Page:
Targeting Depressive Symptoms to Improve Diabetes Self-Care in Women

Project: Research project

Project Details


Women with diabetes who are depressed are less likely to follow their physician’s recommendations to manage their blood sugar by modifying their diet, increasing physical activity, checking blood sugar and taking diabetes control medications. When blood sugar is uncontrolled, the risk for complications including heart attack, stroke, kidney disease, blindness and amputations goes up. No studies have tested whether telephone delivered psychotherapy for depression can improve diabetes self-care behaviors in low income communities where women have the highest burden of depression, diabetes and diabetes complications. The specific goals of our project are to: 1) demonstrate the feasibility of recruiting depressed low-income predominately Latina and black women from a Federally Qualified Health Center (FQHC); 2) adapt the psychotherapy curriculum to reflect literacy levels and culture of the population; and, 3) to assess the effectiveness of the intervention for improving diabetes self-care behaviors. To achieve these goals, we will recruit eight women to participate in focus groups to modify the psychotherapy manual and 20 women who have diabetes and elevated depressive symptoms to undergo the 18 week intervention. Findings from our study will be used to design a larger randomized controlled trial to be carried out in the same population setting.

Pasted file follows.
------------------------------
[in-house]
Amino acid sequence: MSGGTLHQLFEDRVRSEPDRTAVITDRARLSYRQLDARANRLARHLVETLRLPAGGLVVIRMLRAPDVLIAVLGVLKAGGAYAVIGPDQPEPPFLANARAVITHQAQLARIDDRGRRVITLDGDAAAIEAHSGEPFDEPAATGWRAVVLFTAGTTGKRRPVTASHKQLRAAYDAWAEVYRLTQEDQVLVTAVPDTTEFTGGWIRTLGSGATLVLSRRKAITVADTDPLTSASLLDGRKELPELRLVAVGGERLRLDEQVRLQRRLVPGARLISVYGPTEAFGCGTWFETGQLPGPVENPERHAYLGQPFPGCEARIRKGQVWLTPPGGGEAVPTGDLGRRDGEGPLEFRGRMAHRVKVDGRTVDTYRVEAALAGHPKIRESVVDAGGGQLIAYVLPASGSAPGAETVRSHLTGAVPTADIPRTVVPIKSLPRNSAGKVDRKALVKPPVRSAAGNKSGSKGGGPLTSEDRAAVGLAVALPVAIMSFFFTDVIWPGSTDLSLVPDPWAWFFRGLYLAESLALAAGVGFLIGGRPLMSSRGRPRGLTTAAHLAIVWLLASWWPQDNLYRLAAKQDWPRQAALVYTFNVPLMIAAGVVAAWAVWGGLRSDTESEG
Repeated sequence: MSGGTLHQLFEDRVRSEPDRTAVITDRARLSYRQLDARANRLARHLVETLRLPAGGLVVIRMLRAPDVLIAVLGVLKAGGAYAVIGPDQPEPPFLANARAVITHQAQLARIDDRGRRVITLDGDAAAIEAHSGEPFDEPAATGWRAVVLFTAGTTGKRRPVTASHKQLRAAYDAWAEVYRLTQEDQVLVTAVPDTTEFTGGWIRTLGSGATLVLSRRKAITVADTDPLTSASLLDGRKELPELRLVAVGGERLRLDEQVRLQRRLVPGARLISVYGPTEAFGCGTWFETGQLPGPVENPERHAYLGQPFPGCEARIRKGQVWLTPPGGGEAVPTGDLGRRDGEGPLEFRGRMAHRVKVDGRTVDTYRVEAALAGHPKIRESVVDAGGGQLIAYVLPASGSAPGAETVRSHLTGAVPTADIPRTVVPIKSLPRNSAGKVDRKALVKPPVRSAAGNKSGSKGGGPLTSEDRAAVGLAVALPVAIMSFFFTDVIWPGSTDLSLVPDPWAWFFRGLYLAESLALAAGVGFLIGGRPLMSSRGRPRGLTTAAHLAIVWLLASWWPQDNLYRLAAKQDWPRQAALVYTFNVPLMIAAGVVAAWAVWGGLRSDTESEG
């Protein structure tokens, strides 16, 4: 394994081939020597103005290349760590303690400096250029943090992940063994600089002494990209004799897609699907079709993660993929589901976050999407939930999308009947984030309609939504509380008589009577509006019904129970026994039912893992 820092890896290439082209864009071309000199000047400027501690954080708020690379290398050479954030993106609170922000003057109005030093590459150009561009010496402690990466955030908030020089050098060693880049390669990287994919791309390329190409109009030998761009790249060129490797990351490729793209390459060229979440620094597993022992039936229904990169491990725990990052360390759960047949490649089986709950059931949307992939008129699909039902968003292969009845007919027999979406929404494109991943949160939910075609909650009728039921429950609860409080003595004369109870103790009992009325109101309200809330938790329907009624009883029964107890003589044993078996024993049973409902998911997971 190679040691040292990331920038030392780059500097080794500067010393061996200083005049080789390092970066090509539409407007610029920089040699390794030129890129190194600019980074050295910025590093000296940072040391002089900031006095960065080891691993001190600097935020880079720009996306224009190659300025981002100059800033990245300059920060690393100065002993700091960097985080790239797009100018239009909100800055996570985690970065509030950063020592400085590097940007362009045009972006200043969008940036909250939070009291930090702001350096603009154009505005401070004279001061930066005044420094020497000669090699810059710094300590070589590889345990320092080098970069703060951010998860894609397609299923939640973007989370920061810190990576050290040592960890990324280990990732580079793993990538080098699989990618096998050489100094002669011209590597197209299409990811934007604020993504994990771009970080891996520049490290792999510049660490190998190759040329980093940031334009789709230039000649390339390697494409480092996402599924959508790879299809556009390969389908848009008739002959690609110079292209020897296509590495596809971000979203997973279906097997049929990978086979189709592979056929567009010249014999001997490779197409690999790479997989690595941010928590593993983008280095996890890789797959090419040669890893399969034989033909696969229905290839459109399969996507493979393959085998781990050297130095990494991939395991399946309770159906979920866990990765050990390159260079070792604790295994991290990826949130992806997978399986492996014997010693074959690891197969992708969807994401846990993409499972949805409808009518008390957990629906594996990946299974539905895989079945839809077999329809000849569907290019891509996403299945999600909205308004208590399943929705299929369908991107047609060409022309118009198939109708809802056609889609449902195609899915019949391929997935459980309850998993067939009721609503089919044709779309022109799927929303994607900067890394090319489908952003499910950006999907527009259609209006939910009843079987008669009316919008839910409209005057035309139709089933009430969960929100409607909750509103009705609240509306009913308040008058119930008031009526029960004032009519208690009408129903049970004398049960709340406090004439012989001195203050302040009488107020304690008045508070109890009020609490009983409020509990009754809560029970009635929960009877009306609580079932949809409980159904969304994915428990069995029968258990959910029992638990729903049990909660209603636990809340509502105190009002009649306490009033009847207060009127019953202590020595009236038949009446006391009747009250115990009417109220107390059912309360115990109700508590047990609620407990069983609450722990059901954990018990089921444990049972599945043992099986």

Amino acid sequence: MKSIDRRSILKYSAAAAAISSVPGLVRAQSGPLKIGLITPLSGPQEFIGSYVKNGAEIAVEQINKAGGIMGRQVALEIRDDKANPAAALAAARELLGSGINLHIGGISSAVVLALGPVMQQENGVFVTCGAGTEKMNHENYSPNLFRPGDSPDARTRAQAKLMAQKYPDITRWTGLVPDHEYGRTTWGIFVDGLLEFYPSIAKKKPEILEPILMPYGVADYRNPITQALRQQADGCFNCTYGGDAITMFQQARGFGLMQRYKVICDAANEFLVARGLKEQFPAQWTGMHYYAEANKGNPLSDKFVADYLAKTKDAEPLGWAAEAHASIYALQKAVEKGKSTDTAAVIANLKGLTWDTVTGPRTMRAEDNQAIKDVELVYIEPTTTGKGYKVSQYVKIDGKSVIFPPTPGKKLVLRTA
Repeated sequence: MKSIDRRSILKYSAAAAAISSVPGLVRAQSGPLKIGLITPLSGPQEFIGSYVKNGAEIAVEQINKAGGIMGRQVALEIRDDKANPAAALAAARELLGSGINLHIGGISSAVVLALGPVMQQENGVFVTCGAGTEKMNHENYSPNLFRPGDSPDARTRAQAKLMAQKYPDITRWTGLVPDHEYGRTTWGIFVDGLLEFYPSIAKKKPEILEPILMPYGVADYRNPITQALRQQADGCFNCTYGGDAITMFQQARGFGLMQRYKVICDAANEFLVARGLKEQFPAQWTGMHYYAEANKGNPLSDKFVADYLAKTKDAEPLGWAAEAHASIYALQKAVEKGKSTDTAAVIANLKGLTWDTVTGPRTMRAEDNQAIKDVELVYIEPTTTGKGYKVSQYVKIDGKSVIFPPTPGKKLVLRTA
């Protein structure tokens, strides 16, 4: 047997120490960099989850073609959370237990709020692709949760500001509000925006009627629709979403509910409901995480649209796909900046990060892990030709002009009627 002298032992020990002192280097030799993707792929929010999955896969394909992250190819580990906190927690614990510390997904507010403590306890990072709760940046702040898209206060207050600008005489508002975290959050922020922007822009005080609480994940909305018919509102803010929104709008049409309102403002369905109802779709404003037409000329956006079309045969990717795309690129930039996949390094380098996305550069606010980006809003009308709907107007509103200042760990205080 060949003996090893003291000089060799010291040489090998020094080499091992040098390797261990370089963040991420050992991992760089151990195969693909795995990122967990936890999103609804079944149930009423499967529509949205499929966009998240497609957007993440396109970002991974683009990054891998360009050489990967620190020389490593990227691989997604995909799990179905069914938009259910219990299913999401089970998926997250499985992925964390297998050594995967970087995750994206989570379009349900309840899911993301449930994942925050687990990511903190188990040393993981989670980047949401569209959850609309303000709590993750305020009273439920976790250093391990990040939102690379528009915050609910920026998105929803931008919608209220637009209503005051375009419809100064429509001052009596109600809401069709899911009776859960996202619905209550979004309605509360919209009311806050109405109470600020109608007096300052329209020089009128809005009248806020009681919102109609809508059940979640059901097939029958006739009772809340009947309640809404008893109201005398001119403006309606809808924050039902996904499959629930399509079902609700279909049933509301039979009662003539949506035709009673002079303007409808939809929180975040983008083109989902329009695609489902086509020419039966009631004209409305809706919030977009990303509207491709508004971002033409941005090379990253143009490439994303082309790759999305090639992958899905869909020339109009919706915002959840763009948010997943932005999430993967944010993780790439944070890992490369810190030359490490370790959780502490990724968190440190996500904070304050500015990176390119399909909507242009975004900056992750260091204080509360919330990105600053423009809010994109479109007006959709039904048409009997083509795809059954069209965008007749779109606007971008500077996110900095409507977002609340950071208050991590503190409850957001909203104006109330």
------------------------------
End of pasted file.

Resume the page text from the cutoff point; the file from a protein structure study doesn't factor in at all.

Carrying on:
Effective start/end date9/1/158/31/17


  • Northwestern Memorial Hospital (6-FY2016)


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